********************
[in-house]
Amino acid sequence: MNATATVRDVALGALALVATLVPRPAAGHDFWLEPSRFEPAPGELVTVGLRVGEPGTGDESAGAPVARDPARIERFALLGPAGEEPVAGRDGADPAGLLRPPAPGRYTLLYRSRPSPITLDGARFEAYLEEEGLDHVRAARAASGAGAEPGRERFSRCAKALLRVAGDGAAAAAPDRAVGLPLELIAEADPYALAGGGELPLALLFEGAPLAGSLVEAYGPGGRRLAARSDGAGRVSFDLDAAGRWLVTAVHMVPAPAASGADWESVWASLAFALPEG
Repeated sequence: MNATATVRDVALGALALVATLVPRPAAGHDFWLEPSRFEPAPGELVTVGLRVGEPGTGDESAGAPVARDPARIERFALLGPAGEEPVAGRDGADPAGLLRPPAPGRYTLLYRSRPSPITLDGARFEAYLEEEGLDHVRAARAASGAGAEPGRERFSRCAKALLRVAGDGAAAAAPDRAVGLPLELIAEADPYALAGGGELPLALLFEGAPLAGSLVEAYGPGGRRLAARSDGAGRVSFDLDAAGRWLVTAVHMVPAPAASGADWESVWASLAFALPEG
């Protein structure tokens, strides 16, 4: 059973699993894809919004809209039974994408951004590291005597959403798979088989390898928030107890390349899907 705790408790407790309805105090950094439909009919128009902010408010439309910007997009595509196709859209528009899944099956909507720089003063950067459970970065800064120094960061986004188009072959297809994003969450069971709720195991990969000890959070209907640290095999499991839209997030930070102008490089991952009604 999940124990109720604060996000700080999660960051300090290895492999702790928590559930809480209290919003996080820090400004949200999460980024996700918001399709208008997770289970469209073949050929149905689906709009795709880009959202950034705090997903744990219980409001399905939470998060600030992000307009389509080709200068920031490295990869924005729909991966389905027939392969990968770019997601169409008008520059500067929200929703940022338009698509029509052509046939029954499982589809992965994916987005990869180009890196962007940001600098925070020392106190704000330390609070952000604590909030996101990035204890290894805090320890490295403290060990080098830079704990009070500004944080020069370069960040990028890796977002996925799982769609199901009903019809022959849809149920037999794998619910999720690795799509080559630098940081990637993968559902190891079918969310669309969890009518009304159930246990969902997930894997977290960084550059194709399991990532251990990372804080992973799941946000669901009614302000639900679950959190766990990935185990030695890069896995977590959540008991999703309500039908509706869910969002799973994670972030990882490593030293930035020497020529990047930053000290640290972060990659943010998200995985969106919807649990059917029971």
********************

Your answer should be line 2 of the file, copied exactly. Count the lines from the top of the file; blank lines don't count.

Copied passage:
Amino acid sequence: MNATATVRDVALGALALVATLVPRPAAGHDFWLEPSRFEPAPGELVTVGLRVGEPGTGDESAGAPVARDPARIERFALLGPAGEEPVAGRDGADPAGLLRPPAPGRYTLLYRSRPSPITLDGARFEAYLEEEGLDHVRAARAASGAGAEPGRERFSRCAKALLRVAGDGAAAAAPDRAVGLPLELIAEADPYALAGGGELPLALLFEGAPLAGSLVEAYGPGGRRLAARSDGAGRVSFDLDAAGRWLVTAVHMVPAPAASGADWESVWASLAFALPEG